Shropshire Star

Tuns of trouble sorted after Bishop's Castle brewery's ales vanish from pub next door

Real ale lovers can celebrate after after a much-loved Shropshire beer was returned for sale at a pub next door to the brewery that makes it.

Three Tuns Brewery and Three Tuns Inn, Bishops Castle

Even though the Three Tuns Inn at Bishop's Castle is next door to the Three Tuns Brewery, drinkers were shocked and puzzled to discover the brewer's ale had disappeared from sale at the pub last week.

The pub and brewery used to be a part of the same business but the two sides separated in 2003. The brewery, which opened in 1642, claims to be the oldest licensed brewery in the world and is still independent. The pub is now operated by Star Bars.

On Monday, a spokesperson for the Three Tuns Brewery said the beer has now returned for sale at the pub.

She said: "As of today, the Three Tuns Inn have placed an order and our ales will be available in the pub.

"The Three Tuns Brewery and the Three Tuns Inn are both totally separate independent businesses in Bishop’s Castle and have been for many years.

"The Three Tuns Brewery is happy to continue to supply its full range of cask ales into the Three Tuns Inn."

Earlier, a Shropshire Star reader who asked to remain anonymous, said: "The historic Three Tuns pub is no longer selling Three Tuns beers from the brewery next door due to a dispute.

"Is this the first time since 1642 that this has happened?" he added, following a visit to the pub on Wednesday last week.

He said that beer pumps that used to serve up Three Tuns ales were now serving ales from other regional breweries.

Another anonymous pub user has confirmed the news, and town councillor Andy Stelman said the issue could be placed on the agenda for the council's August meeting.

He said it was an issue for the town because tourists visit Bishop's Castle because of its history associated with the brewery.

Norrie Porter, of the Shrewsbury and West Shropshire Campaign for Real Ale (CAMRA), said group members have been alerted to the issue.

"I'm not sure what's happening," said Mr Porter. "I suspect that the pub is not allowed to buy direct from the brewery because it is tied to whatever the owners want it to have under the beer tie.

"Members visit Bishop's Castle twice a year and will be visiting the Three Tuns pub as a part of a trip there a week on Thursday."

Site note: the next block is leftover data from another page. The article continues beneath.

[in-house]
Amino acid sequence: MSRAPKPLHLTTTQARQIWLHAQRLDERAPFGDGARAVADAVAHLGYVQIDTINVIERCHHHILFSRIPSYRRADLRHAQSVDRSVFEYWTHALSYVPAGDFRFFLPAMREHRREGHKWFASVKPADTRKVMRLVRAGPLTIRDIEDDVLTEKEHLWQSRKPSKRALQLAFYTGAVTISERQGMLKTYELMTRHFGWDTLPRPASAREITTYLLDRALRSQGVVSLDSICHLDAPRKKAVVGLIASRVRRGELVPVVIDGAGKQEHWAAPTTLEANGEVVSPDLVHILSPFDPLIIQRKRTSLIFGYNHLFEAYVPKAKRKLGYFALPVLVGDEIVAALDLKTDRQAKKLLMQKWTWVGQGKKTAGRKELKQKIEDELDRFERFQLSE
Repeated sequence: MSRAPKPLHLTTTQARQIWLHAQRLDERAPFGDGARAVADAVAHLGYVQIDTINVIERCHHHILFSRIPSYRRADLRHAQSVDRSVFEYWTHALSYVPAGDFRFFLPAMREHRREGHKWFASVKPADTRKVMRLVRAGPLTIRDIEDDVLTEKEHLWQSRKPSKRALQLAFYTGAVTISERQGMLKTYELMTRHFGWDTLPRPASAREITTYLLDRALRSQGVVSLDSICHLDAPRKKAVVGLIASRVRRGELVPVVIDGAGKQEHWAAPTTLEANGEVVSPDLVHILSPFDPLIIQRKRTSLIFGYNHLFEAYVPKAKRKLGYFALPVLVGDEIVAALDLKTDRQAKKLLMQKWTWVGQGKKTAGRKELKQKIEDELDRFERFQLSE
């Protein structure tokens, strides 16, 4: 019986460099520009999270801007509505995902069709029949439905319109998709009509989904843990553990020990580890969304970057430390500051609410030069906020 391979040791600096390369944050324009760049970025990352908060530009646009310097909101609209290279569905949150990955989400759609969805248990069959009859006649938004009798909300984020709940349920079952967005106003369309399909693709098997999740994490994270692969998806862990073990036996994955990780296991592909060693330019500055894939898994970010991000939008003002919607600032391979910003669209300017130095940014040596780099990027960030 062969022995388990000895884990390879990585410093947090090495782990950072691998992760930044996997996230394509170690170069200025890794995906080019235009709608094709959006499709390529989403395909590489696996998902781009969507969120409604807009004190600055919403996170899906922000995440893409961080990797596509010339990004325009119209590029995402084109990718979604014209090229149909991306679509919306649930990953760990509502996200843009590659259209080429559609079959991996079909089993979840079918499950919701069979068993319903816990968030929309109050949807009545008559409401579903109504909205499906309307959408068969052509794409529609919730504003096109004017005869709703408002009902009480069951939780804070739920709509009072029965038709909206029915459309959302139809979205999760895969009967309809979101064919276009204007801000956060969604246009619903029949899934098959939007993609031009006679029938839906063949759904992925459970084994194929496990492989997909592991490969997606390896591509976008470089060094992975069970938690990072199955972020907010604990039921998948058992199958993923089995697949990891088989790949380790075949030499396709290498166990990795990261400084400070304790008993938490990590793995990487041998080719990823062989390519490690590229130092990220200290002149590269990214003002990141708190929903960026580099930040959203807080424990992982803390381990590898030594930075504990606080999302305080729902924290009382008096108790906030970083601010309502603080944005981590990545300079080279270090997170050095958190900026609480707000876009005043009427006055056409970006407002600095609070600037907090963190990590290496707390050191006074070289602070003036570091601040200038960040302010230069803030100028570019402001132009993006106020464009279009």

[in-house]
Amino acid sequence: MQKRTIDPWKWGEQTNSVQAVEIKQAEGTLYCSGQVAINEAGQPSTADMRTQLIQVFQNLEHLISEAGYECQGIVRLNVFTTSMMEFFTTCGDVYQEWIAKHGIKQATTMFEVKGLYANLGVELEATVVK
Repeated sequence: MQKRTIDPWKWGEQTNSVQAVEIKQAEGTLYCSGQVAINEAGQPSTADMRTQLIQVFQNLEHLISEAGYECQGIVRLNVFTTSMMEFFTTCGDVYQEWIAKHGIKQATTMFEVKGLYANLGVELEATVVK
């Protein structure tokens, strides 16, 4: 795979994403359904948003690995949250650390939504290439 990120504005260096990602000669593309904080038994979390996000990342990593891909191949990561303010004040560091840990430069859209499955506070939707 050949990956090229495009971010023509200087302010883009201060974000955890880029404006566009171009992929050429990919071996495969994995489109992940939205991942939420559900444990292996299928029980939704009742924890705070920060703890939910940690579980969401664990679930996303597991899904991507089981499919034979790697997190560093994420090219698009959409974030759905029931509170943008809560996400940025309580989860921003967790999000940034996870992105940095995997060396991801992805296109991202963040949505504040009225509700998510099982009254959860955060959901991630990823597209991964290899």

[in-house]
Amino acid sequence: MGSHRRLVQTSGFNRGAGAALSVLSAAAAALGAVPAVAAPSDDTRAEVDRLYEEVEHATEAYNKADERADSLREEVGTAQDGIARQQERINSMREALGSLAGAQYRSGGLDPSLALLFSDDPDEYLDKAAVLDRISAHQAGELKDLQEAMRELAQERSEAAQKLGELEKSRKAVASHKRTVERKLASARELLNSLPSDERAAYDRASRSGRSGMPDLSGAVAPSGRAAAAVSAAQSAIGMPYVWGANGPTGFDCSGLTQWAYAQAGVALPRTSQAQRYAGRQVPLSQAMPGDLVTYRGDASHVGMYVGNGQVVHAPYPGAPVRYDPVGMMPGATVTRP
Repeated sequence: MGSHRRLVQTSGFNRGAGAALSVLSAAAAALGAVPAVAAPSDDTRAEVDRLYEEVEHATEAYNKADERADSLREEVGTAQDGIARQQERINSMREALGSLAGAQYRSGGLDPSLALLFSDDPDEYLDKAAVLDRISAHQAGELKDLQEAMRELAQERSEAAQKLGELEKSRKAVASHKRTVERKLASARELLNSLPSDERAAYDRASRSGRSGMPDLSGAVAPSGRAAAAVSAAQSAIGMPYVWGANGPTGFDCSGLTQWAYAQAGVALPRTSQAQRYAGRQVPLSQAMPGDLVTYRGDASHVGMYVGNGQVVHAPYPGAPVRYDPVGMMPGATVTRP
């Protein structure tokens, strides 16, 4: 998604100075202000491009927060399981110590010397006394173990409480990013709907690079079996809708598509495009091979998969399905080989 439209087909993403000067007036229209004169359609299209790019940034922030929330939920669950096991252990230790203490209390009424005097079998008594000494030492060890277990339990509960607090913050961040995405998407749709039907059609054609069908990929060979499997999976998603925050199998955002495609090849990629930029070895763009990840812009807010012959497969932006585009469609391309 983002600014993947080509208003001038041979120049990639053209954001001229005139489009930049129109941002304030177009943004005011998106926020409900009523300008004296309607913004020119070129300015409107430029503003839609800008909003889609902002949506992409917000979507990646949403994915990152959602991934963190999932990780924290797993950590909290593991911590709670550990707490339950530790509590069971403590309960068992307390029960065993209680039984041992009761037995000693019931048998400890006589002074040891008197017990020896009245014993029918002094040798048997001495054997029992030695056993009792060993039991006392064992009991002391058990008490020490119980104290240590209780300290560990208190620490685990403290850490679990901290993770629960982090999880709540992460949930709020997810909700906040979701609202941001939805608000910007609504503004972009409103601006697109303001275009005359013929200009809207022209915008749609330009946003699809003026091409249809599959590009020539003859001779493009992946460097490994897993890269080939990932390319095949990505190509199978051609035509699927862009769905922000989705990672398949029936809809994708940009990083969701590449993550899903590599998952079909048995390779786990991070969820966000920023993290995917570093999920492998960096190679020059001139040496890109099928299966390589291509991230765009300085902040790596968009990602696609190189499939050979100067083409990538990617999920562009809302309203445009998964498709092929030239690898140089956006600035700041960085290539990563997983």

Shropshire-based beer writer and Shrewbury beer tour guide Laura Hadland said the situation would seem "ludicrous" to the average consumer.

She said: "In 1989, the Monopolies and Mergers Commission found that brewery-tied pub estates were a 'complex monopoly' that were strangling the industry and blocking the route to market for small and mid-size breweries.

"They capped estates at 2,000 pubs and introduced the opportunity for tied pubs to offer a guest ale in an effort to break up this monopoly."

But instead of freeing up the market the so-called Beer Orders saw the birth of the 'pub company' with huge swathes of pubs tied to particular companies who often have supply agreements with certain large breweries and their portfolio of brands.

"The case of the Three Tuns Inn seems ludicrous to the average consumer," she said.

"It should be a no-brainer to serve beer from the brewery next door - an historic, award-winning and important brewery at that.

"This situation is mirrored up and down the country and is a huge barrier for smaller breweries looking to get their beer out to the public.

"In these economically challenging times, it is another barrier these brilliant artisans could do without - why not serve Three Tuns and Heineken products side by side?"

Meanwhile locals have pointed out that other pubs in the area stock the brewery's beers, including The Bridges at Ratlinghope.

And in Bishop's Castle itself, the owner of the Castle Hotel has recently announced the sale of the brewer's XXX ale.

The Castle Hotel proudly announced a few days ago: "Look what’s made an appearance at the Castle. Now serving Three Tuns XXX."